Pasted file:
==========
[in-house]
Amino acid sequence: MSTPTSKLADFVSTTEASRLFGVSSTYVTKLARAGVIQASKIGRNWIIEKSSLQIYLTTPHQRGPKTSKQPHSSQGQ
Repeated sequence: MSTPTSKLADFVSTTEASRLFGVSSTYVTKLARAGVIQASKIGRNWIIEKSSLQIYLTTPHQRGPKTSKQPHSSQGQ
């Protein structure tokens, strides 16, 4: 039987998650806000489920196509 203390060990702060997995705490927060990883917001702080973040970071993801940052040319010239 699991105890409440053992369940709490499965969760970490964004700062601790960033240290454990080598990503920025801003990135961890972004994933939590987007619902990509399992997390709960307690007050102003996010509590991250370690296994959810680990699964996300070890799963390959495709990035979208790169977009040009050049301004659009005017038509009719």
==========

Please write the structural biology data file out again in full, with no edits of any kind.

[in-house]
Amino acid sequence: MSTPTSKLADFVSTTEASRLFGVSSTYVTKLARAGVIQASKIGRNWIIEKSSLQIYLTTPHQRGPKTSKQPHSSQGQ
Repeated sequence: MSTPTSKLADFVSTTEASRLFGVSSTYVTKLARAGVIQASKIGRNWIIEKSSLQIYLTTPHQRGPKTSKQPHSSQGQ
């Protein structure tokens, strides 16, 4: 039987998650806000489920196509 203390060990702060997995705490927060990883917001702080973040970071993801940052040319010239 699991105890409440053992369940709490499965969760970490964004700062601790960033240290454990080598990503920025801003990135961890972004994933939590987007619902990509399992997390709960307690007050102003996010509590991250370690296994959810680990699964996300070890799963390959495709990035979208790169977009040009050049301004659009005017038509009719």